Co-Parent with Class: Advice for a Successful School Year
Co-parenting is hard. Shuttling kids between two houses all while keeping up with social activities, appointments, and day-to-day life can be difficult, and with the new school year approaching, it’s about to get a lot more complicated. Cooperation between parents is essential to preparing for the school year because your child needs to feel supported and not burdened. So, how do you successfully co-parent while keeping everyone happy and sane?
We all know that communication is key to any relationship. When your kids are involved, we’d say it’s almost the only thing that matters. Simple things, like remembering to sign a paper and return to the teacher, can become big problems if there is no communication between parents. Some families find it easy to have weekly or monthly meetings in person to discuss plans. Others feel that calling or texting is sufficient. It doesn’t matter how you communicate, as long as you do and are civil to one another.
Danielle Banquer co-parents her two daughters with her ex-husband. She says that focusing on common goals makes the task much easier. “Your goal should be to be the best advocates together for your child. If that’s in both of your heads, negotiating everything and tackling the task should be a lot easier.”
She goes on to say that it’s all about working together and being confident in your teamwork. Texting is the key to her and her ex-husband’s communication. “In our early days of divorce, talking on the phone was hard. We would get heated, hang up on each other, and just fight in general. If you text, you have the luxury of time to think of a response and to cool down if needed.”
With this, Danielle says it is important to follow texting etiquette: be kind, keep it simple, and agree on boundaries and ideal timelines for replying.
It’s important for both parents to take an active role in preparing for school. One way to do that is to split the cost of new clothes, school supplies, or any other fees. Make sure you coordinate with each other, so that you can agree on what is needed and what is not. Find a compromise on things you don’t agree with, all while keeping your child’s best interests at heart. This can be a kind of peace offering between the two of you that may even lead to a better relationship in the end.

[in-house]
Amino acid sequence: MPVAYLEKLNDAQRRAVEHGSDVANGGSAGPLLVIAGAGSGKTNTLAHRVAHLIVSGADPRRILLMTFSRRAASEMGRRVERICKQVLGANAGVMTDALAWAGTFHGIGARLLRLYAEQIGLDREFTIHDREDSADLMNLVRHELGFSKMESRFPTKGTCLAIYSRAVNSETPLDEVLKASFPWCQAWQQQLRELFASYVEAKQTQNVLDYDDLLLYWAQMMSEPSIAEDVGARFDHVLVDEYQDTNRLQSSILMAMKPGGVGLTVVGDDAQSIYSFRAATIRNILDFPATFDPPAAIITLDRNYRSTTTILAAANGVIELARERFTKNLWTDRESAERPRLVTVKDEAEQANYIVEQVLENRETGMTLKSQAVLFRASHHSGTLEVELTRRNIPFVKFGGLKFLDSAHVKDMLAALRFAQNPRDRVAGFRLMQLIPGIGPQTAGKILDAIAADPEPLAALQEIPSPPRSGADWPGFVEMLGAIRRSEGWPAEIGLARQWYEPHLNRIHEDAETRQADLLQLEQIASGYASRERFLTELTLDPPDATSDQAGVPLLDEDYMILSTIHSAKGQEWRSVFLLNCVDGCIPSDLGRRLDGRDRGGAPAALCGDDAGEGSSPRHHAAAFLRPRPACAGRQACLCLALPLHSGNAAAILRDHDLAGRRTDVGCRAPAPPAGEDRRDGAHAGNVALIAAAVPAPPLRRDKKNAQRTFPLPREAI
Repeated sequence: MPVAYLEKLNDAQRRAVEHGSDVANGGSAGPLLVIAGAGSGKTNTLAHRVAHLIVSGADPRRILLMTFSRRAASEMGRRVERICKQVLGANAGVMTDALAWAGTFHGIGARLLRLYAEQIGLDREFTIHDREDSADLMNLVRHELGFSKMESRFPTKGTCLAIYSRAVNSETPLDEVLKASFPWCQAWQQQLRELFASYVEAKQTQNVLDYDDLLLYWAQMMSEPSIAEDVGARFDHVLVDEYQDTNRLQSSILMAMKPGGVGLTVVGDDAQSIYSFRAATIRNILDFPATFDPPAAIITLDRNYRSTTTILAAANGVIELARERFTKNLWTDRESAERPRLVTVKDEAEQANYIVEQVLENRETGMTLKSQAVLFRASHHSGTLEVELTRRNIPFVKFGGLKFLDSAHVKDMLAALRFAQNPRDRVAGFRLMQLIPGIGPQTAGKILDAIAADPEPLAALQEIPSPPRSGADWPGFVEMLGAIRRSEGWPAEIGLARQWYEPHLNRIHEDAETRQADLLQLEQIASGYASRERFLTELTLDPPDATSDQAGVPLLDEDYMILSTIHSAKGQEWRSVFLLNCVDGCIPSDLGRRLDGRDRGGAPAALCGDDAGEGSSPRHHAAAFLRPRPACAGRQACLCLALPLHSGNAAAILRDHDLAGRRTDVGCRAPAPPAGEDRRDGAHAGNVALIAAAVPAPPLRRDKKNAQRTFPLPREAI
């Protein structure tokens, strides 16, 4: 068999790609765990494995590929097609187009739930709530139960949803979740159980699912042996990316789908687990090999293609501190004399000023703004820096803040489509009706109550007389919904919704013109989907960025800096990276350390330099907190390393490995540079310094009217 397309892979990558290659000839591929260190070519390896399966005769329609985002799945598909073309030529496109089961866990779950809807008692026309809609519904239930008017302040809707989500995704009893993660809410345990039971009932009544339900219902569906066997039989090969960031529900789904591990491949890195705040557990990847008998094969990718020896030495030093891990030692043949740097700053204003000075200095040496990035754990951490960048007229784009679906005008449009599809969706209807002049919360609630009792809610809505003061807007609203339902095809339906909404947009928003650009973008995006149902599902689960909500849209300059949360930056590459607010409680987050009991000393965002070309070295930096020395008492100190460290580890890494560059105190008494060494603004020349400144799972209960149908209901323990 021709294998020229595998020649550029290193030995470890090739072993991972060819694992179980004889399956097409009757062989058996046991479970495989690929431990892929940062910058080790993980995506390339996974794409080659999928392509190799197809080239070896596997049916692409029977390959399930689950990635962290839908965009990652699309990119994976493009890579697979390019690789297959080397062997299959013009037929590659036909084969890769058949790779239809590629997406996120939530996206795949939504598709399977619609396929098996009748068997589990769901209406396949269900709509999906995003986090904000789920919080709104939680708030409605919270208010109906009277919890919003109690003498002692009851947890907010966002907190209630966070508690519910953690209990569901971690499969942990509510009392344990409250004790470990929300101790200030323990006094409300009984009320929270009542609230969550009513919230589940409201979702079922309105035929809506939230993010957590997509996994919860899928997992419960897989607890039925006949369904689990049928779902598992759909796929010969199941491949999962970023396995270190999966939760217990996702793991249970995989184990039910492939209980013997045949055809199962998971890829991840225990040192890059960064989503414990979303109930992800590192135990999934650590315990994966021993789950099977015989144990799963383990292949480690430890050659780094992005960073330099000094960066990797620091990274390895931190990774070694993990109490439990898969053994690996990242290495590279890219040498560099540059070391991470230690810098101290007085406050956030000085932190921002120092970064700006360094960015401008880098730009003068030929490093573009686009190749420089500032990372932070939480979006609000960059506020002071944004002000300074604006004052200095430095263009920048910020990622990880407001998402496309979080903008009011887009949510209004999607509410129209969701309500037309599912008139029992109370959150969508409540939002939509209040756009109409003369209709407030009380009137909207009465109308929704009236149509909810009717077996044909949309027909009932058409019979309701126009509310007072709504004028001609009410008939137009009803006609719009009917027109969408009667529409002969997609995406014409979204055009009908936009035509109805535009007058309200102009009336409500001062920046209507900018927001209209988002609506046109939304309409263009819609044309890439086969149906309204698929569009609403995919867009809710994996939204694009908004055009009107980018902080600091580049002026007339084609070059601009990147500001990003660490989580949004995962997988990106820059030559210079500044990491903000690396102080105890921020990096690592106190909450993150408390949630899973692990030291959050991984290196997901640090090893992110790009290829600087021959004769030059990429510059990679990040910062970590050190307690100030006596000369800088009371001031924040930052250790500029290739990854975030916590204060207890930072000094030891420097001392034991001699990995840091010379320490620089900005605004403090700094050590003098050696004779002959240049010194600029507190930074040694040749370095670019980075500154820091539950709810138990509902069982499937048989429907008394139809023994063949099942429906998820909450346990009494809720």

Of course, do not discuss child support issues with your child. If you find yourself without the means to provide the newest gadgets or best clothes, don’t put blame on the other parent. Your child should not be weighed down with your relationship and financial woes.
Attendance is important—not only for the child, but for both parents, too. Whether it is a parent/teacher conference, school function, or sporting event, having both parents there will boost the child’s confidence and lessen any anxiety associated with the event. Children are already dealing with a split family and all the other changes that come with divorce, so give them confidence in your support by both being present.
Keep your focus on what’s important here–your child. Avoid playing games because of resentment or competition. This will only hurt the child. Danielle points out that the relationship between parents makes a big difference in being successful.
“I think a great indicator is how much the parents are willing to just focus on the same goal—the kids,” Danielle says. “It’s all about them, right? You divorced each other. You did not divorce parenting your kids. You need to work together.”
Leslie Todd, a Licensed Clinical Social Worker, agrees that keeping the child’s happiness and comfort at the top of your list is the best idea. “Keep the focus on the child’s development, not on competitive parenting. The school experience belongs to the child, not the parents.”
She also says that disputes can best be avoided by focusing on the child and their needs, not competing to be the best or favorite parent. “In my work with high-conflict divorced parents, this is the main problem. The child’s needs are really secondary to the parents’ conflict in such cases. Schools and teachers are made miserable by those competitive parents, too.”
There are many tools parents can use to communicate better and co-parent more efficiently, all while taking the burden off of the child. Shared calendars such as Google Calendar can let you edit and add events that both parties can see in real time, that way everyone is kept in the loop.
Some parents have found that having a designated “parent backpack” is the best way to tackle the shuffling back and forth between two homes and school. This is a great way to transport items and paperwork while keeping your child out of the middle. If you use this method, make sure that you are both on board with this idea and agree to check it daily.
For the more tech savvy, there are apps out there that are built specifically for co-parenting. A few were even created by divorced parents seeking a better way to organize and communicate. Our Family Wizard provides visitation and custody schedules, calendars, and co-parenting tools, including links to counseling and legal services. 2Houses offers a calendar for custody and events, a photo album, a journal for notes and important reminders, and even an expense component to manage child-related expenses.
With school, sports, tests, projects, and social engagements, the school year is already pretty chaotic. Do what you can to make it as easy for your child as possible. Leslie Todd reminds us to handle the hard stuff and let kids be kids.
“Don’t distract them from owning their own childhood, enjoying their friendships and activities, and celebrating their own achievements. Children growing up in two (or more) households need to be respected as individuals and have the right to have relationships with all their relatives, no matter how different those relationships might look. The more adults who love and support the children in this way, the better.” ■